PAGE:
And, finally, at 22,000 miles, the windshield wipers began making an unhealthy clunking, as if the wiper linkage were binding. Our dealer replaced the wiper blades first (they are evidently rare, because it took thirteen days to obtain them), then fiddled with the linkage. Then a C/D liberal-arts major (me) triple-lubed the whole works with WD-40. Between Subaru's ministrations (free) and ours ($2.99 for a can of WD-40), the clunking has been 80-percent exorcised.

Otherwise, a remarkably worry-free 30,000 miles. This from a car packed with so much technology and with so many pieces unshared with other Subarus that we fully expected serious mechanical ruptures in its first year on the road. Didn't happen.

Our long-term SVX was ordered with the optional $3000 Touring Package but only because we refused to live without the electronic speed-variable steering, whose weighting and tracking are "almost as brilliant as a Carrera 2's," wrote one editor. For reasons that are clear only to marketing personnel, the Touring Package also includes leather and a sunroof and an 80-watt AM/FM/CD player with six speakers. We didn't care about the Panasonic stereo at the time. Then we heard it. Believe us, you want the Touring Package.

Interior

Interior is a paradigm of ergonomics and luxo-feel.


Even with rear seats upright, the trunk swallows a Toro 105 Plus.

Trunk with mower in it

Our long-term SVX, as tested, cost $28,924. Today the same car goes for $30,905. You needn't pay that much, however. Subaru has sold only 3074 SVXs since September 1991--about 7000 fewer than expected. Some showroom horse trading is appropriate. We know of one buyer who drove away in a no-options SVX for $22,000. Which may be the best deal since Bill Seward co-signed the note for Alaska.

When we bade farewell to our SVX, it was two-tenths of a second slower, both to 60 mph and through the quarter-mile (and this production SVX was 0.6 second slower in both tests than our early-production road-test car). But it was still averaging 21 mpg and was as rattle-free as the day it arrived. This car's torsional

rigidity--with steel roof pillars and crossmembers that essentially form a cage around the cabin--is subjectively equal to a Porsche 928's. What's more, the SVX's leather seats and faux suede inserts were, after 30,000 hard miles, neither discolored nor worn.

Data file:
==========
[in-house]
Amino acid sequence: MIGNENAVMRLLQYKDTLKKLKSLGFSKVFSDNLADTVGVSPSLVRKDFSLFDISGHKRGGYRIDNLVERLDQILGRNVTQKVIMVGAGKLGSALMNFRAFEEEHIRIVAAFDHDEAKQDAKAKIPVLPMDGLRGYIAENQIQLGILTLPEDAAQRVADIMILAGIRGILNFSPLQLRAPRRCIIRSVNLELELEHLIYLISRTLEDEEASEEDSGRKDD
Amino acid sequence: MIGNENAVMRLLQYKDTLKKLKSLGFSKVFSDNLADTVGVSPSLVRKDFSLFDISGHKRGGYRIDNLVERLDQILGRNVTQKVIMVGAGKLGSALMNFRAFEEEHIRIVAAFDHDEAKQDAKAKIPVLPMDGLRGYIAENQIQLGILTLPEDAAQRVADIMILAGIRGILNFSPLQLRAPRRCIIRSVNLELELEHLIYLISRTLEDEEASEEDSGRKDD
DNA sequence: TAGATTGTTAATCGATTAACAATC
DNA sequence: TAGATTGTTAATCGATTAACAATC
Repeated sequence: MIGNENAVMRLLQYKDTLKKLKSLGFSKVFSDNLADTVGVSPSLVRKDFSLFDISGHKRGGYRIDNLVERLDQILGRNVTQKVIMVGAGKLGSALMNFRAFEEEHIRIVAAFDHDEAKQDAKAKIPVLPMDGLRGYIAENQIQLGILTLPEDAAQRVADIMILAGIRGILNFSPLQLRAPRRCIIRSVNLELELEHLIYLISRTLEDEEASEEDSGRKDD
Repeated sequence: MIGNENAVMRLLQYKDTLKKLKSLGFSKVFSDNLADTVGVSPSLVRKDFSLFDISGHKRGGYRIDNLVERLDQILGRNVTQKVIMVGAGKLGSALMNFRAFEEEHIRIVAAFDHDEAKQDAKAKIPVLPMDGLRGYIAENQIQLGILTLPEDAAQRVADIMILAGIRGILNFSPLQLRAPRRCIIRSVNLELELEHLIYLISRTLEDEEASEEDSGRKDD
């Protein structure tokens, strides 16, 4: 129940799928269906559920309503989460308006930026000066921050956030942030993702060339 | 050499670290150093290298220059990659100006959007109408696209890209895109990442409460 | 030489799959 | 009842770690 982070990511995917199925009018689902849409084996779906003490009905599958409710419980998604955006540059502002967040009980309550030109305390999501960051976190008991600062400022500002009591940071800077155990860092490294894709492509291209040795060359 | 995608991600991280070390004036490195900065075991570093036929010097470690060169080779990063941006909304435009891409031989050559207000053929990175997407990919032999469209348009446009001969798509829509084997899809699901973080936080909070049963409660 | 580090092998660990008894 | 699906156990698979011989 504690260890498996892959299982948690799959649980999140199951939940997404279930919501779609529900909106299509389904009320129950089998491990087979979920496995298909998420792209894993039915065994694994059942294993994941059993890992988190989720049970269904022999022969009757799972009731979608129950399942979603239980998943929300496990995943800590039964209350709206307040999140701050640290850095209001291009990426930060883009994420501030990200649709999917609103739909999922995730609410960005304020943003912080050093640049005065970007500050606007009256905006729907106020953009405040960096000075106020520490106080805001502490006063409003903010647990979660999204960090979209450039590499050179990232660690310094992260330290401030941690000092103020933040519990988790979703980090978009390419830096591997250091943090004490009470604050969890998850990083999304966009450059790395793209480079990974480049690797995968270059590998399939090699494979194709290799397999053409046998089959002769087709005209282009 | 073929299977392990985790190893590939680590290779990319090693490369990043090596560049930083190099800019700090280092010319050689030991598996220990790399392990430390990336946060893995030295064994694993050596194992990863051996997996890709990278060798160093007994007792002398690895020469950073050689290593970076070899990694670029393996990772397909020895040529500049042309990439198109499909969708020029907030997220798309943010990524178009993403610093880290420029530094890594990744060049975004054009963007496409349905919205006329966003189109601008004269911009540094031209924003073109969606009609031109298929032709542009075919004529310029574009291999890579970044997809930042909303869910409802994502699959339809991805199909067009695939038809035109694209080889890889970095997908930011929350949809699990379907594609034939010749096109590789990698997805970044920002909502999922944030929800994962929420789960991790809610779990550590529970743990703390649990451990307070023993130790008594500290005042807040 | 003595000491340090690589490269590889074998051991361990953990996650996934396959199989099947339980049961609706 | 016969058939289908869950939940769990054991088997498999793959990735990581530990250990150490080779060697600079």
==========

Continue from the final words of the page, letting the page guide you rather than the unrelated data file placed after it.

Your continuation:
It is wrong to think of this most expensive of Subarus as a 3614-pound sports car, although the editors in this office now prefer it to the 4wd Dodge Stealth R/T and Mitsubishi 300OGT VR-4. It is a luxury-tourer that swallows ground faster than Big Brutus the electric shovel, a car that deserves to be mentioned in the same breath as the Acura Legend Coupe, the Lexus SC300, and the Cadillac Eldorado.

The SVX is so good, so competent, such a pleasure to drive, such a bargain for so much mechanical hardware, that what is holding it from greatness is only its name. See, when your neighbor asks what car you drive, you have to reply, "Well, a $30,000 Subaru." Of course, Batman doesn't worry what the neighbors think.

Snowy SVX

Stock Bridgestones were unimpressive in snow.


Counterpoint

Because development money ran short, Subaru designed only one transmission for the SVX, a four-speed automatic. That decision probably doomed most of these strange, beautiful creatures to commuter duty for podiatrists and tax attorneys. The automatic changes gears effortlessly and keeps the flat six burbling happily at speed, but a hefty five- or six-speed would mesh perfectly with its Carrera-like stability and steering. Niche vehicles, especially those as sweet as the SVX, need manual shifters. Let the doctors and lawyers buy XJSs.

--Martin Padgett Jr.

I'm glad Subaru is building the new SVX. It decorates the road quite nicely and helps to alleviate the boredom of seeing another Probe in its place. But for $30,000, it can decorate someone else's garage. In my ledger, this car's lovely high-speed road manners, all-weather grip, and unique styling

do not offset its ordinary acceleration and the constant vexation caused by those confounding motorized belts, that officious alarm, and the many quirky ergonomic features. If Subaru fixes these things, it will have something. In the meantime, sayonara, SVX

--Frank Markus

The SVX is destined to become one of those exceptional cars that remain rare despite their reasonable price. Its portfolio of virtues simply doesn't correspond with the expectations of most American coupe buyers. Every time I slid behind the Subaru's wheel these past few months, I was impressed by how securely and serenely it drove. But people don't buy coupes for security and serenity--they buy them for excitement. Unfortunately, my eyes find little passion in the SVX's lines and my internal g-meter is far from pegged by its performance. In the end, the SVX, to both its credit and detriment, is truly a Subaru.

--Csaba Csere


Vehicle type:

front-engine, four-wheel-drive, 2+2-passenger, 2-door coupe

Price as tested:

$28,924 (base price: $25,574)

Engine type:

DOHC 24-valve flat 6, aluminum block and heads, Subaru engine-control system with port fuel injection

Displacement 202 cu in, 3317 cc
Power (SAE net) 230 bhp @ 5400 rpm
Transmission 4-speed automatic with lockup torque converter
Wheelbase 102.8 in
Length 182.1 in
Curb weight 3614 lb

Performance:
new

30,000 miles

Zero to 60 mph
8.2 sec
8.4 sec
Zero to 100 mph
22.4 sec
23.9 sec
Street start, 5-60 mph
8.3 sec
8.7 sec
Standing 1/4 mile
16.3 sec @87 mph
16.5 sec @85 mph
Braking 70-0 mph
174 ft
181 ft
Roadholding, 300-ft-dia skidpad
0.83 g
0.81 g
Top speed
137 mph
134 mph
Road horsepower @ 50 mph